Wouldn’t it be great if the creative side of the packaging development process could have access to an invisible engineer that could guide the process? Sound farfetched? Perhaps, not.
Predictive modeling—part invisible engineer, part crystal ball—is the tool that can take the guesswork out of the design process. It can ensure design intent and performance criteria are met while still in the virtual space.
1. Design needs to be backed by solid engineering fundamentals.
Creative design is often needed to freshen the brand image. Out of the box thinking is frequently a key component in to enhancing shelf appeal. These design intents need to be backed by proven engineering fundamentals to steer the container shape in a path that is both practicable and robust, while meeting desired performance criteria. Virtual design engineering is your roadmap to success for these challenging endeavors.
2. Narrowing options to the most commercially viable.
Design inputs often turn into a large unmanageable matrix of options that leave the brand owner torn deciding which concepts to invest money for prototyping and testing. Virtual design engineering can not only help screen these multiple, and often complex design choices, but also provides valuable learning resulting in a more robust package.
|You’ll find cool options for packaging and plastics in Minneapolis November 8-9 during the 15th anniversary of MinnPack that’s co-located with 5 other exhibitions including PLASTEC. For more information, visit the MinnPack website.|
3. Shorten speed-to-market.
Virtual design engineering provides users with package choices that can be quickly vetted without building expensive molds, fabricating parts and performing exhaustive testing. These virtual tools can facilitate a faster design-to-commercialization process. They will allow you more flexibility and capability to enable quicker decision making that what has been previously available.
4. Simulation can benefit both function and process.
The consumer preference for design functionality, coupled with the need to improve the manufacturing process, can only be realized when both are combined via simulation modeling. Modeling allows the functional properties to be evaluated against the manufacturing process requirements or limitations.This combined approach shows the benefits of comparing multiple design concepts and the impact each has on manufacturing processes.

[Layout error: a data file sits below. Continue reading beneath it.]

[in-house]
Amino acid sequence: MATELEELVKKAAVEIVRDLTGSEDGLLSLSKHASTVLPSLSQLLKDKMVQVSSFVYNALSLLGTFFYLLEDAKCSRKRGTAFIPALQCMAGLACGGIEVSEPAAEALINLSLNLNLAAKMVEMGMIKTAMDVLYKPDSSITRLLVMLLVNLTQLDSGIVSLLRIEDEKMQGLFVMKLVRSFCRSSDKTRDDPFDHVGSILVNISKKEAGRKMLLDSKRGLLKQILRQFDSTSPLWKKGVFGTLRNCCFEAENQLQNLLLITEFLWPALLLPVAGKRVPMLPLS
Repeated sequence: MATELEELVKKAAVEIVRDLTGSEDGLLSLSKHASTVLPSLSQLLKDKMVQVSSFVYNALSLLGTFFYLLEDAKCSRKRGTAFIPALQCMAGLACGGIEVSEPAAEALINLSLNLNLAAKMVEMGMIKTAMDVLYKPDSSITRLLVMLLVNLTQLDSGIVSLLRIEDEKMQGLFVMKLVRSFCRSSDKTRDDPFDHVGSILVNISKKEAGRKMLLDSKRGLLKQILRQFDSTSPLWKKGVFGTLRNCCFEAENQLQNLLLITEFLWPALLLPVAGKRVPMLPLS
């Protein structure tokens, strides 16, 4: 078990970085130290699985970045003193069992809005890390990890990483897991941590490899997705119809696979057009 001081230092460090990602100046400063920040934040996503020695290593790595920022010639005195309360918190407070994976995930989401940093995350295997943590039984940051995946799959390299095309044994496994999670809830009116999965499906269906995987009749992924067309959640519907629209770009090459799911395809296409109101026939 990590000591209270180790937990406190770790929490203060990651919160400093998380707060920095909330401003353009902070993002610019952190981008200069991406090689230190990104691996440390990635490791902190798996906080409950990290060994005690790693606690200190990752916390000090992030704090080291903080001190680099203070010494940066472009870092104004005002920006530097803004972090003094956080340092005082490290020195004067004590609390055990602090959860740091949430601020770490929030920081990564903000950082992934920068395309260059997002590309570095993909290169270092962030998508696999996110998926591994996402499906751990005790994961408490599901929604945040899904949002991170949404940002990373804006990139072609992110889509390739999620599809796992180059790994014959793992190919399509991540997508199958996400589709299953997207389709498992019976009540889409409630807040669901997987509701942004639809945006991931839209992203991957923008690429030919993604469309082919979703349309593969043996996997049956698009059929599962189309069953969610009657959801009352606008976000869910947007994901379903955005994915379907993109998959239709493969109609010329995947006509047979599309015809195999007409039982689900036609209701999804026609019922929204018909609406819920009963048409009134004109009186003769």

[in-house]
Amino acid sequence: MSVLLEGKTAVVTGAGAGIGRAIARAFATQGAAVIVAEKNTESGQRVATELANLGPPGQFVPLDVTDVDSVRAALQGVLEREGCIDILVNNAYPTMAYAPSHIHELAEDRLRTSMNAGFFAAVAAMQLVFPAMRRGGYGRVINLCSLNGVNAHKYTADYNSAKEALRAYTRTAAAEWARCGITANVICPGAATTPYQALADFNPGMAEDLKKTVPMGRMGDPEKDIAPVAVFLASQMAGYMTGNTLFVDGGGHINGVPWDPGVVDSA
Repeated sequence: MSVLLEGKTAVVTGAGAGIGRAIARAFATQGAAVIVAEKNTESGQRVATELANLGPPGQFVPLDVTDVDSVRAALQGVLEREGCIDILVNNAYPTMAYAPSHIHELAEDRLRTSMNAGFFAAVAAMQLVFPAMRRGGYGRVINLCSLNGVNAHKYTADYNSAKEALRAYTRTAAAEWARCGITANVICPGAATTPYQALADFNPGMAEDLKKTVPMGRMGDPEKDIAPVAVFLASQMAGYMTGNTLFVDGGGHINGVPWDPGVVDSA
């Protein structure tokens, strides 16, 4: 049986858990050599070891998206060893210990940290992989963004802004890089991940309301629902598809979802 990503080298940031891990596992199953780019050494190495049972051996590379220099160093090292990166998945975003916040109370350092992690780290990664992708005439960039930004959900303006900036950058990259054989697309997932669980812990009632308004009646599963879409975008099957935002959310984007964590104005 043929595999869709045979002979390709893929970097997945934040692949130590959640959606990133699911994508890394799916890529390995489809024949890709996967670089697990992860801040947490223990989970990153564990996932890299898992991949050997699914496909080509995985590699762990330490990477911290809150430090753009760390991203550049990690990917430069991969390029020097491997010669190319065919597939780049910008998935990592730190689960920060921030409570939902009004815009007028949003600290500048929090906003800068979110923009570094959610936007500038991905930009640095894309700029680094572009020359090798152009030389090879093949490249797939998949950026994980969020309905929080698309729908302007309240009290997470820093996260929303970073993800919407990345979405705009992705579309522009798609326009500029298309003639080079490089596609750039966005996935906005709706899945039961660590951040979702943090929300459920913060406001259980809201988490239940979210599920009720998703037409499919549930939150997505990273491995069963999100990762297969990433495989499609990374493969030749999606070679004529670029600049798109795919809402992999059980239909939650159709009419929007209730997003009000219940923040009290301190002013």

5. Facilitates creativity.
Virtual design allows a creative designer to juggle between shoulder styles, base stability, handles or grip designs and different closure systems. Tweaking all of these is necessary to get the desired consumer impact. Multiple design combinations and features can be analyzed while allowing for creative design intent to be captured. The outcome is a matrix of the best attributes for any given application.
6. Manufacturing platform selection.
Virtual design engineering will assist designers by helping determine which manufacturing platform(s) is ideal for concept implementation. It can also assist in determining which material can support the intended functionalities.
These are just some of the ways virtual design engineering can benefit the creative process. Software can be deployed to help you make the right selections without you ever losing control of your creativity and design intent. In the long run, this process can help save hours of work by narrowing down options that manufacturing can successfully implement.
For more information and to download the white paper, see 6 Reasons Why Those Involved in the Package Design Process Should be using Predictive Modeling.
Author: Sumit Mukherjee is the Vice President, Advanced Engineering Services, Plastic Technologies, Inc. He has more than 23 years of experience in preform and container design, materials characterization, process simulation and modeling, and finite element analysis (FEA) for package performance prediction.
About Plastic Technologies
Plastic Technologies, Inc. (PTI) is a major source for preform and package design, package development, rapid prototyping, pre-production prototyping, and material evaluation engineering for the plastic packaging industry. For more information: www.plastictechnologies.com, email@example.com or 419-867-5424.